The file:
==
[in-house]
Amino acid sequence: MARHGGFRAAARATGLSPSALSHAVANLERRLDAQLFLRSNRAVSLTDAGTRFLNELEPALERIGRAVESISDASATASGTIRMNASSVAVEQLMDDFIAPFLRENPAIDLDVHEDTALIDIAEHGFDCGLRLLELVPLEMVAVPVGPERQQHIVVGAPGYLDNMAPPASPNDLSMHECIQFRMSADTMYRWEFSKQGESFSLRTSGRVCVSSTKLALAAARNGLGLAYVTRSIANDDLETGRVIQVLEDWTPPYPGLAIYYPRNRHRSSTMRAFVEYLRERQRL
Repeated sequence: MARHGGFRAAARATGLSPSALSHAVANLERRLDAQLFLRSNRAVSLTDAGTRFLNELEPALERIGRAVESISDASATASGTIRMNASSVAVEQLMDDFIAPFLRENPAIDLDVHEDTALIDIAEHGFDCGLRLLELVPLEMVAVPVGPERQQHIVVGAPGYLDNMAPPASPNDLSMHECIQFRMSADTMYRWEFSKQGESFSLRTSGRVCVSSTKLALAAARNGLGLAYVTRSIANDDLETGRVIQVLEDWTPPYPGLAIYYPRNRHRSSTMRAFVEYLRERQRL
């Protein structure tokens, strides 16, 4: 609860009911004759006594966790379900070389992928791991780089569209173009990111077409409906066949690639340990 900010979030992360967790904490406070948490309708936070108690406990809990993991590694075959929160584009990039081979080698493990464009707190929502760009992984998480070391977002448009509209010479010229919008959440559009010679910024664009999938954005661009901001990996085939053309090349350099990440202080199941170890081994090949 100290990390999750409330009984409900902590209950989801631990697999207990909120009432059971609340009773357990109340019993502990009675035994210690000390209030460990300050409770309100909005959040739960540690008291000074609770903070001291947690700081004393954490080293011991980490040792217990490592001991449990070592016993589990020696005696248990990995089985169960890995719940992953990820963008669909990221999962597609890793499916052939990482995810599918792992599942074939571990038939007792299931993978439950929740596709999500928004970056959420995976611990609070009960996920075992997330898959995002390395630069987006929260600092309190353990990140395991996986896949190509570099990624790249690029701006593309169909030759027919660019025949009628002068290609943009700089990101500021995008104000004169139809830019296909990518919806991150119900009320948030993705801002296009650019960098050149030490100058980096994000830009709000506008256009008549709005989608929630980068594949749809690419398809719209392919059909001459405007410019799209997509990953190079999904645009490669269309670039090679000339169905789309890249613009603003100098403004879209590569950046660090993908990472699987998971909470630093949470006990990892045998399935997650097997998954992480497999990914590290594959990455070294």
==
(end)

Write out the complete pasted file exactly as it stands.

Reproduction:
[in-house]
Amino acid sequence: MARHGGFRAAARATGLSPSALSHAVANLERRLDAQLFLRSNRAVSLTDAGTRFLNELEPALERIGRAVESISDASATASGTIRMNASSVAVEQLMDDFIAPFLRENPAIDLDVHEDTALIDIAEHGFDCGLRLLELVPLEMVAVPVGPERQQHIVVGAPGYLDNMAPPASPNDLSMHECIQFRMSADTMYRWEFSKQGESFSLRTSGRVCVSSTKLALAAARNGLGLAYVTRSIANDDLETGRVIQVLEDWTPPYPGLAIYYPRNRHRSSTMRAFVEYLRERQRL
Repeated sequence: MARHGGFRAAARATGLSPSALSHAVANLERRLDAQLFLRSNRAVSLTDAGTRFLNELEPALERIGRAVESISDASATASGTIRMNASSVAVEQLMDDFIAPFLRENPAIDLDVHEDTALIDIAEHGFDCGLRLLELVPLEMVAVPVGPERQQHIVVGAPGYLDNMAPPASPNDLSMHECIQFRMSADTMYRWEFSKQGESFSLRTSGRVCVSSTKLALAAARNGLGLAYVTRSIANDDLETGRVIQVLEDWTPPYPGLAIYYPRNRHRSSTMRAFVEYLRERQRL
């Protein structure tokens, strides 16, 4: 609860009911004759006594966790379900070389992928791991780089569209173009990111077409409906066949690639340990 900010979030992360967790904490406070948490309708936070108690406990809990993991590694075959929160584009990039081979080698493990464009707190929502760009992984998480070391977002448009509209010479010229919008959440559009010679910024664009999938954005661009901001990996085939053309090349350099990440202080199941170890081994090949 100290990390999750409330009984409900902590209950989801631990697999207990909120009432059971609340009773357990109340019993502990009675035994210690000390209030460990300050409770309100909005959040739960540690008291000074609770903070001291947690700081004393954490080293011991980490040792217990490592001991449990070592016993589990020696005696248990990995089985169960890995719940992953990820963008669909990221999962597609890793499916052939990482995810599918792992599942074939571990038939007792299931993978439950929740596709999500928004970056959420995976611990609070009960996920075992997330898959995002390395630069987006929260600092309190353990990140395991996986896949190509570099990624790249690029701006593309169909030759027919660019025949009628002068290609943009700089990101500021995008104000004169139809830019296909990518919806991150119900009320948030993705801002296009650019960098050149030490100058980096994000830009709000506008256009008549709005989608929630980068594949749809690419398809719209392919059909001459405007410019799209997509990953190079999904645009490669269309670039090679000339169905789309890249613009603003100098403004879209590569950046660090993908990472699987998971909470630093949470006990990892045998399935997650097997998954992480497999990914590290594959990455070294």